What struck us the most was the lack of an appropriate statement from our university. We saw other universities publish proper responses to the war almost immediately, while Edinburgh University’s statement was, in our opinion, simply not enough. We decided to write an open letter to express our opposition to the Russian invasion and asked the University to do the same. We knew, however, that our impact alone is small. Thus, we reached out to other societies and asked them if they wanted to sign the open letter and support our other initiatives for Ukraine. We were overwhelmed with their response - almost 40 societies decided to support us. It was the number that we did not expect, but were extremely happy with it - it meant that students at our university do care.
After we published our open letter, the University was quick to release an open statement with support for Ukraine and later acknowledge our initiatives in an email to all students and staff by our principal Prof. Peter Mathieson. This meant that one of our goals was achieved. However, we could not stop there. We also organized a big protest at the center square of our main campus, a series of silent protests in front of our main library, and a lot of fundraisers during which we raised over 3600 pounds. We also created a special website dedicated to our initiatives for Ukraine, where we published an exhibition of photographs from Ukraine.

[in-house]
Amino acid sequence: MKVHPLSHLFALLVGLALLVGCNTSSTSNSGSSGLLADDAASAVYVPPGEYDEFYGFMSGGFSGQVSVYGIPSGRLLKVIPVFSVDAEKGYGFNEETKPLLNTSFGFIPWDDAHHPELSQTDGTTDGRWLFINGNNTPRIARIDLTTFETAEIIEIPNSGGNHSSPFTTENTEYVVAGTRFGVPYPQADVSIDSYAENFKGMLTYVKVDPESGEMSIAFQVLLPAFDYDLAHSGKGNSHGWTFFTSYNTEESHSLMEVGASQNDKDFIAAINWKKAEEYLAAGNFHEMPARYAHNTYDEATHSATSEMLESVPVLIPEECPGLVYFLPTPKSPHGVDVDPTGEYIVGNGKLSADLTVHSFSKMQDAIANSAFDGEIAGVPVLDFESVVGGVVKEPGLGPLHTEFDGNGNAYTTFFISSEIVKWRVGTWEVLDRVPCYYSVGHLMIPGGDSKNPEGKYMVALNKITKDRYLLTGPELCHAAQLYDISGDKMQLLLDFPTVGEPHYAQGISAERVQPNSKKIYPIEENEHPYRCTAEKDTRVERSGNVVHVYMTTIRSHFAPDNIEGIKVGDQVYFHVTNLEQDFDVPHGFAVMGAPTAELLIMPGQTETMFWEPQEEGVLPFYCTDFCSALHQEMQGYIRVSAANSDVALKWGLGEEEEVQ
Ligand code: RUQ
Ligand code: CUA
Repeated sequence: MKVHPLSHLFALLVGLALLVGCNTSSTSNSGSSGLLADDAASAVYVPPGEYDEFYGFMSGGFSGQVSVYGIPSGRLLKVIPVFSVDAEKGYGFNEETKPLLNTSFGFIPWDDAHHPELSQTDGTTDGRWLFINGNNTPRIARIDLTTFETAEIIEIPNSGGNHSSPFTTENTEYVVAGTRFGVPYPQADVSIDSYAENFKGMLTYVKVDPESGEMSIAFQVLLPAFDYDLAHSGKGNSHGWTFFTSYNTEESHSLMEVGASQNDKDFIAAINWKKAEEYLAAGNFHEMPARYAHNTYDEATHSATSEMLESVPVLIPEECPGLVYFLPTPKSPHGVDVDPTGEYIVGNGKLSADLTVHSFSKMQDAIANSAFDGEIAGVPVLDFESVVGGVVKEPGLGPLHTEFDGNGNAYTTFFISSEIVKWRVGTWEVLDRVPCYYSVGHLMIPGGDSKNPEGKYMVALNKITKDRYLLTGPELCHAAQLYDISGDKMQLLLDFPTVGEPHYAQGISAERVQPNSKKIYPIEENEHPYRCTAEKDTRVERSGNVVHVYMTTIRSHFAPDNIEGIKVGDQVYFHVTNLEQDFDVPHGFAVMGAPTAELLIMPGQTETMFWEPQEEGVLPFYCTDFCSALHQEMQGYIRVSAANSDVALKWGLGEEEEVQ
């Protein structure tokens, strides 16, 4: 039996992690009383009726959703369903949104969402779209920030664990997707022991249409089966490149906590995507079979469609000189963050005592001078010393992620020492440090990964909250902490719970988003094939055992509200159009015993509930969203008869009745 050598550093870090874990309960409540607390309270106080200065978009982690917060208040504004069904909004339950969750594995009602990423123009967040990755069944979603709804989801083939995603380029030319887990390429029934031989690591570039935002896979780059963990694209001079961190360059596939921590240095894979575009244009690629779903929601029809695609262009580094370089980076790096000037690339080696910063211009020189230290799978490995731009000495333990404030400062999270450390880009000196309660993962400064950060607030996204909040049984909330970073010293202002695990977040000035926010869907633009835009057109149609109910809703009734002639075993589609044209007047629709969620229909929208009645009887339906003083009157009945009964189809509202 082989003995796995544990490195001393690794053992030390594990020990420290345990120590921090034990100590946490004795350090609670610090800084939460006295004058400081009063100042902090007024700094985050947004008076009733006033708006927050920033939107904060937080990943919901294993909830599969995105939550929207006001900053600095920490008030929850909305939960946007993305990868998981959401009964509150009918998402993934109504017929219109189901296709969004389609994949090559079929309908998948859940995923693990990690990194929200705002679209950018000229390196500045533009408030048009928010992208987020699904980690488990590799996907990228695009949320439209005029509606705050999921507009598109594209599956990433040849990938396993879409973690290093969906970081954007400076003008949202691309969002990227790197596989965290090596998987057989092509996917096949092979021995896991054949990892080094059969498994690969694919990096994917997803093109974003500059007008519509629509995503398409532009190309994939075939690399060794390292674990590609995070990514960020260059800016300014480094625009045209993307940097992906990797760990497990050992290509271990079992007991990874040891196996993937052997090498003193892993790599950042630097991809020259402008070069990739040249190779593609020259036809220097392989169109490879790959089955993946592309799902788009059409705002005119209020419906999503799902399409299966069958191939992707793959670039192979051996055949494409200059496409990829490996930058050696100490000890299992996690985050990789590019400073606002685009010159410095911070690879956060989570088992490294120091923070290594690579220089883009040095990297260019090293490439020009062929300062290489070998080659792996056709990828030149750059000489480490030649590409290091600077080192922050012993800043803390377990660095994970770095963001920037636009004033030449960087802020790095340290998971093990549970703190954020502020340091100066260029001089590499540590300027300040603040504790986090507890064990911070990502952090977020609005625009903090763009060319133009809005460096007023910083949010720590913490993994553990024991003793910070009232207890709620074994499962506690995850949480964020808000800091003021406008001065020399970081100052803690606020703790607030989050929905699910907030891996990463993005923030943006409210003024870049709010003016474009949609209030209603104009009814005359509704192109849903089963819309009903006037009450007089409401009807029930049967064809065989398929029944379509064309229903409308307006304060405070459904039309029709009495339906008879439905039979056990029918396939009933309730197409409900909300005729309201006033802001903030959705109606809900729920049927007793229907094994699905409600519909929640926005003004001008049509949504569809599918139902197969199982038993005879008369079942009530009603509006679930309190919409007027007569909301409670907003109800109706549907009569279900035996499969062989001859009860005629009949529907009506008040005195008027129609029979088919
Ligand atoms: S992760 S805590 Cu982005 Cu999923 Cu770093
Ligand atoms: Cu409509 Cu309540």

The initial shock is gone and the number of events and fundraisers for Ukraine has decreased, especially in the UK. It is our sad, but true reality. Nevertheless, we are determined not to stop our initiatives and keep on raising awareness of the war and crimes committed by Russia. We still have a lot planned and we hope what we do has helped and will continue to help brave Ukrainian Citizens.
Here’s the Edinburgh Stands with Ukraine website: